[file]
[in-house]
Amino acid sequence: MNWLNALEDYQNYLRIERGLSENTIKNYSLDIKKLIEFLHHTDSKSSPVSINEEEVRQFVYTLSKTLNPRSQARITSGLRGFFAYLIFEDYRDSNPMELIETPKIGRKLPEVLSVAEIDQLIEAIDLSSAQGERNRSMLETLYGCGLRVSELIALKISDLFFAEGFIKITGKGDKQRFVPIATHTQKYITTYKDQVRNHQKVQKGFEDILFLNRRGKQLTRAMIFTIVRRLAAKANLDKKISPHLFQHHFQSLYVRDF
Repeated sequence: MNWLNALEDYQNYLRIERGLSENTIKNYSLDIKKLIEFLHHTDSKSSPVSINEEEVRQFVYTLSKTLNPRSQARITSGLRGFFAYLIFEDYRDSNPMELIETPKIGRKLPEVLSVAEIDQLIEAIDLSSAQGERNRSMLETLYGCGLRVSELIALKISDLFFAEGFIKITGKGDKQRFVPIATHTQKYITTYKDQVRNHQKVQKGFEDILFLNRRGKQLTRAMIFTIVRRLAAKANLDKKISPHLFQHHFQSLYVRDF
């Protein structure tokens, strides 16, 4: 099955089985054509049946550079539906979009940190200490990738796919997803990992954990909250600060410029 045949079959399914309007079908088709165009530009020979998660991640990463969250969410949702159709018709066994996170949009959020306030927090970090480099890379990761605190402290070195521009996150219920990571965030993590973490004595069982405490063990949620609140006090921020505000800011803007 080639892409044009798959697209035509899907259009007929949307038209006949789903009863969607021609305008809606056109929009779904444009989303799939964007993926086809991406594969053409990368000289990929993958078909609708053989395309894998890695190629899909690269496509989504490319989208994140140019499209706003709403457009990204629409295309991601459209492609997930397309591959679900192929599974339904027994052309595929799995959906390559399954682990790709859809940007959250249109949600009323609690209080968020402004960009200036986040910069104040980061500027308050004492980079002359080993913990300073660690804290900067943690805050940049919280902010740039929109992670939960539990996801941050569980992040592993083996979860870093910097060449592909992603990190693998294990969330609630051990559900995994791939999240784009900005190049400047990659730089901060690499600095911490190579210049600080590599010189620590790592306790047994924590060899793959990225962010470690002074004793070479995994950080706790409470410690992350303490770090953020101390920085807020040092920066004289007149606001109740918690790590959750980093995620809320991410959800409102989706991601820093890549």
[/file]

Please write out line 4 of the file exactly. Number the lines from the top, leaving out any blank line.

């Protein structure tokens, strides 16, 4: 099955089985054509049946550079539906979009940190200490990738796919997803990992954990909250600060410029 045949079959399914309007079908088709165009530009020979998660991640990463969250969410949702159709018709066994996170949009959020306030927090970090480099890379990761605190402290070195521009996150219920990571965030993590973490004595069982405490063990949620609140006090921020505000800011803007 080639892409044009798959697209035509899907259009007929949307038209006949789903009863969607021609305008809606056109929009779904444009989303799939964007993926086809991406594969053409990368000289990929993958078909609708053989395309894998890695190629899909690269496509989504490319989208994140140019499209706003709403457009990204629409295309991601459209492609997930397309591959679900192929599974339904027994052309595929799995959906390559399954682990790709859809940007959250249109949600009323609690209080968020402004960009200036986040910069104040980061500027308050004492980079002359080993913990300073660690804290900067943690805050940049919280902010740039929109992670939960539990996801941050569980992040592993083996979860870093910097060449592909992603990190693998294990969330609630051990559900995994791939999240784009900005190049400047990659730089901060690499600095911490190579210049600080590599010189620590790592306790047994924590060899793959990225962010470690002074004793070479995994950080706790409470410690992350303490770090953020101390920085807020040092920066004289007149606001109740918690790590959750980093995620809320991410959800409102989706991601820093890549």